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Overland Storage improves ‘post-click optimization,' lead conversion

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Many companies work hard to optimize their search results and click-through rates. But how many see it all the way through, focusing on optimizing what happens when visitors reach a particular Web page? Failure to attend to this last, crucial step can result in rising bounce rates and falling conversion rates.

Not so at Overland Storage. After spending the past 18 months working hard to perfect what visitors experience once they click through to the company’s site, the b-to-b data storage and backup company has been able to increase its conversions and leads dramatically.

Overland, based in San Diego, sells its solutions directly as well as through its partners, and like many other companies seeks leads via search results. (Its search budget constitutes about 2% of its marketing spending.)

But Overland had a problem: After it launched its paid-search efforts about two years ago, it saw that click-throughs were coming in but they weren’t converting at the rate Gary Ware, the company’s Web marketing manager, wanted.

“We were having low conversion performance overall,” Ware said. “We found that a lot of people were coming in early in the sales funnel but didn’t want a quote; they were just looking for some sort of solution.”

Instead of inviting visitors to request a quote, Ware switched to a registration process for white papers. Even then, conversion was less than 1% compared with an industry average of up to 3%.

“We decided to start from scratch,” Ware said. “We said that if we were spending money on paid search, we had to make sure we were driving the user to what we wanted as an end result.”

Post-click optimization
In mid 2007, Overland tapped ion interactive, whose on-demand LiveBall product aids the creation, testing and analyzing of Web pages to inspire conversions.

“Overland’s problem was a common one,” said Anna Talerico, exec VP at ion. “When paid search is just getting up and running, companies often focus on the keywords they’re buying but not much on where they’re driving the traffic.”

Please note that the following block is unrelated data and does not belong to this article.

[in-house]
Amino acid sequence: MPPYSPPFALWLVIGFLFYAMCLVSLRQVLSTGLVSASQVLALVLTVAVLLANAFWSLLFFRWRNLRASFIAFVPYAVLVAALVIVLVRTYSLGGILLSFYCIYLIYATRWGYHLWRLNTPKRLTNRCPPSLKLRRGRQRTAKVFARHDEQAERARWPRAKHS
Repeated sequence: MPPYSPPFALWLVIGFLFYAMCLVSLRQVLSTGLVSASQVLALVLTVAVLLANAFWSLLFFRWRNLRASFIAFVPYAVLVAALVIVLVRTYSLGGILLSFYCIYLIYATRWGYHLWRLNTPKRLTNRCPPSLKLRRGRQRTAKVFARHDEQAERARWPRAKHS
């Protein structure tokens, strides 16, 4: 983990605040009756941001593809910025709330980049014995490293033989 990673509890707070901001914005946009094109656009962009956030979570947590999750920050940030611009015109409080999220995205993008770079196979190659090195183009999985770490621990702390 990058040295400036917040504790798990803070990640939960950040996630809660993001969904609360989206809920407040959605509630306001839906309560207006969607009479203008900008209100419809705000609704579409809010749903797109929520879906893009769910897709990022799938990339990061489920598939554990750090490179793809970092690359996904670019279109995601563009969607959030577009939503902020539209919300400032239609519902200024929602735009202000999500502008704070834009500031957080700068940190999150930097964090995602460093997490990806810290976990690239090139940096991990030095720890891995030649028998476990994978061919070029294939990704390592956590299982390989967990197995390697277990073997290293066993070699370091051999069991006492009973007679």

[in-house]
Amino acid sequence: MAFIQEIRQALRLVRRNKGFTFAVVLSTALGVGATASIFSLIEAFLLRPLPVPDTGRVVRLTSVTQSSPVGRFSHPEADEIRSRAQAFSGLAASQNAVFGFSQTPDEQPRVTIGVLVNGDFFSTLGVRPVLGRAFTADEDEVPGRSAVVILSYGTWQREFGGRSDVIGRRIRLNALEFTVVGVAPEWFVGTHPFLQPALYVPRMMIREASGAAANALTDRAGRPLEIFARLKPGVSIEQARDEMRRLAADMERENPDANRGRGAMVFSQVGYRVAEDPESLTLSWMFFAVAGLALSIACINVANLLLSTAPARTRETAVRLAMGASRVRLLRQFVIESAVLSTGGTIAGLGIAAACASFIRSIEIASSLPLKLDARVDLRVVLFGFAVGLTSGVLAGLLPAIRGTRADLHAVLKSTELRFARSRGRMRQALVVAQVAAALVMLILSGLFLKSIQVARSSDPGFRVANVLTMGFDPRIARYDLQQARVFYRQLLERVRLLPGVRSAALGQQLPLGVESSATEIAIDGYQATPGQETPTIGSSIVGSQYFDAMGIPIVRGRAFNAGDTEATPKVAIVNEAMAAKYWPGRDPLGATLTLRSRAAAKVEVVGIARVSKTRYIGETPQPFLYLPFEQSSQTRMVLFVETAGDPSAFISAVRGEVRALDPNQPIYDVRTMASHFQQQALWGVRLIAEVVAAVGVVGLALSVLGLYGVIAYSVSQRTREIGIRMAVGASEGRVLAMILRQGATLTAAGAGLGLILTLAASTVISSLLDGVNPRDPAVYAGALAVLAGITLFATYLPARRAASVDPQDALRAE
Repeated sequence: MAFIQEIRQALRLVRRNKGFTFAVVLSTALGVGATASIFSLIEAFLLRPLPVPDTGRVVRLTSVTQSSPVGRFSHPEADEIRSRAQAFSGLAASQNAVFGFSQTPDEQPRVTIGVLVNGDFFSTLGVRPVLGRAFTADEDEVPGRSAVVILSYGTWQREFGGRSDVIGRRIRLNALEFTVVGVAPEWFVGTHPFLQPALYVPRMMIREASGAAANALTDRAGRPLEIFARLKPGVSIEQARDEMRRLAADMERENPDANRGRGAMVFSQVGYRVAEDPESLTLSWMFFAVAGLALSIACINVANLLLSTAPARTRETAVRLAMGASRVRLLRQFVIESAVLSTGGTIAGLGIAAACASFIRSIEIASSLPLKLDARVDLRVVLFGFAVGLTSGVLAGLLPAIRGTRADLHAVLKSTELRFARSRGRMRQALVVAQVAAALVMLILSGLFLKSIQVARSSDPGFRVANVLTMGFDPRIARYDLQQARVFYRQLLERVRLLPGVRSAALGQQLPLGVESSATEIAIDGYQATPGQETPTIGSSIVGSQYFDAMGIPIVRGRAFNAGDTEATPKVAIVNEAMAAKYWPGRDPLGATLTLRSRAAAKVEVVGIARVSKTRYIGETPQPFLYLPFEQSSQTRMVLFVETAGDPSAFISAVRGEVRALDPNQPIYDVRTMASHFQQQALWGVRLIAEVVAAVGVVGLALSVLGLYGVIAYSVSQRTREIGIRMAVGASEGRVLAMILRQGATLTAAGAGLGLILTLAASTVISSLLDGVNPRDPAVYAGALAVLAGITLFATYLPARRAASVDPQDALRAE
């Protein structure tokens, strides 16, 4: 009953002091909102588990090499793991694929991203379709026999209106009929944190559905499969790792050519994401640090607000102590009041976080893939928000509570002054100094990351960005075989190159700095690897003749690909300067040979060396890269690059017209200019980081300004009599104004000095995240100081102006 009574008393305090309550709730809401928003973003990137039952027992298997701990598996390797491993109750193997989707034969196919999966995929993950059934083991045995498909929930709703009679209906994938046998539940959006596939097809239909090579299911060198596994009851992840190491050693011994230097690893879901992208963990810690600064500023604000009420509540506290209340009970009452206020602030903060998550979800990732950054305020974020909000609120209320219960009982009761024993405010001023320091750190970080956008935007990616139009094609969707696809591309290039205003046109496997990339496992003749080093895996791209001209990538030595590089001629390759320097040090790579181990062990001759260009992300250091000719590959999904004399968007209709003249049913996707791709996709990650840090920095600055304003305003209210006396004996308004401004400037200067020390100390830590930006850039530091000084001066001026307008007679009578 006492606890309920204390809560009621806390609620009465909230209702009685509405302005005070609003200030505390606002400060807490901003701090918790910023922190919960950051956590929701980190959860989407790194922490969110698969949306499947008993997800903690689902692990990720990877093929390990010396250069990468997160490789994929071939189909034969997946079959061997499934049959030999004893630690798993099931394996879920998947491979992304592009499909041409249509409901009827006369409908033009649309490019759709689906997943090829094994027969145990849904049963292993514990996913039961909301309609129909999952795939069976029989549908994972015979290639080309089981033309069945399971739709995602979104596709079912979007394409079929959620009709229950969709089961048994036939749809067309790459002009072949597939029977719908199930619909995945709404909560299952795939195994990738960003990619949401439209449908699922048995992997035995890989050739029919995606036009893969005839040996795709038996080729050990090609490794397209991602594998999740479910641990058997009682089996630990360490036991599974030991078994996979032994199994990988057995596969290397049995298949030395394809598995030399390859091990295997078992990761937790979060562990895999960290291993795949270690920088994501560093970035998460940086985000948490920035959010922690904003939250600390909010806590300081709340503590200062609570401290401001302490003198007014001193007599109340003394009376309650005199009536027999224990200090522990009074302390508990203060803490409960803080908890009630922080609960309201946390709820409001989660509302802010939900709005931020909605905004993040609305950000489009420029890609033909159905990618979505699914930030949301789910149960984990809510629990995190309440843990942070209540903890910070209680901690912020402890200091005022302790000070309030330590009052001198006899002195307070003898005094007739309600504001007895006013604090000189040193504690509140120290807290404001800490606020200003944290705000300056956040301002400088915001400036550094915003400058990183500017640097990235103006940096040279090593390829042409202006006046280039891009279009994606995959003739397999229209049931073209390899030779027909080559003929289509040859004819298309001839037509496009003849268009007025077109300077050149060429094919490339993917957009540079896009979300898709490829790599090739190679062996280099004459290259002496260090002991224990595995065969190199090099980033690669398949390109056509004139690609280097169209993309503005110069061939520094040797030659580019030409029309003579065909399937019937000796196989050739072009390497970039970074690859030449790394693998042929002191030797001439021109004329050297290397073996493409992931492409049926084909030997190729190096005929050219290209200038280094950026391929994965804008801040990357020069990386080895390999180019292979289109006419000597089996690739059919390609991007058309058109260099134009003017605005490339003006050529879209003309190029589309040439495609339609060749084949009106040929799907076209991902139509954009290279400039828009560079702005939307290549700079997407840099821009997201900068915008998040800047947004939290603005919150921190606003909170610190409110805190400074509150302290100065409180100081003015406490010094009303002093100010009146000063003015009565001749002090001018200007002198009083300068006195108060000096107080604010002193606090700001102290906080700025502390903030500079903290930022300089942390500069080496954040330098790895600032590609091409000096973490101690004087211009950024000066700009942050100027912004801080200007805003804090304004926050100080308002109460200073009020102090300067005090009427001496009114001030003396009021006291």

Talerico said Overland’s most glaring problem was sending viewers to a “deep link,” a purportedly relevant page or form buried within its site, but one offering a confusing abundance of content and features without relevance to the searchers’ specific needs.

“It was clear from looking at our bounce rate that visitors who were searching for ‘business continuity’ or some similar pain point were being directed to a product page that didn’t necessarily speak to that,” Ware said. “We needed to speak in a way that matched our ads to our landing pages.”

As part of Overland’s post-click optimization program, landing pages were vastly simplified with attractive graphics and designed to address logical prospect segments. Primary landing pages invited visitors to self-segment—for example, defining themselves as having small storage needs versus large storage needs, or with C-level interest as opposed to midlevel manager needs.

“We really focused on this segmentation idea,” Ware said. “We wanted to make sure that the landing pages visitors wound up on were speaking in ways they understood.”

Those visitors who defined themselves as having small or large storage needs were directed to Overland pages focusing on solutions tailored to their needs. Similarly, those “looking for a solution” were directed to an offer for a free Overland white paper and short lead-gen conversion form. From here respondents could initiate sales contacts or request a fast quote, to shorten the distance between marketing, sales and the close.

“We found that searches for brand terms were from people further along in the sales process,” Ware said. “And these were more apt to request a quote. We’d asked the segmentation question, and then presented the viewer with a fulfillment form that catered to that segment.”

The new post-click program also separated the wheat from the chaff. Those visitors looking for solutions to data loss recovery, which Overland does not provide, were directed in a helpful way to third-party resources.

All the new landing pages were revised with solution-oriented copy and simple graphics, bulleted text and photos of smiling, helpful-looking people.

More, and better, leads
Ware is pleased with the performance of his post-click campaign. He said Overland’s conversion rate is now averaging as much as 5%, with some segments performing as high as 13%.

“As a result, our amount of leads now is tremendous,” Ware said. “But we don’t want to get too high. These are valuable prospects, and we don’t want any of them to go cold.”

Interestingly, Overland’s cost per conversion has increased by 60%, but Ware said this was due to the inherent competitiveness of various keywords.

“If [we] can get people to convert, we’re willing to pay more,” he said.

For the future, Overland plans to experiment with more sophisticated landing pages and conversion offers, perhaps inviting the viewer to a video demonstration or an on-demand webinar. Adding the option to join a social network on data storage is also being considered.

“We’re still optimizing and improving things, and as long as we’re staying above the industry average going forward, it’s good,” Ware said. “We’re excited.”

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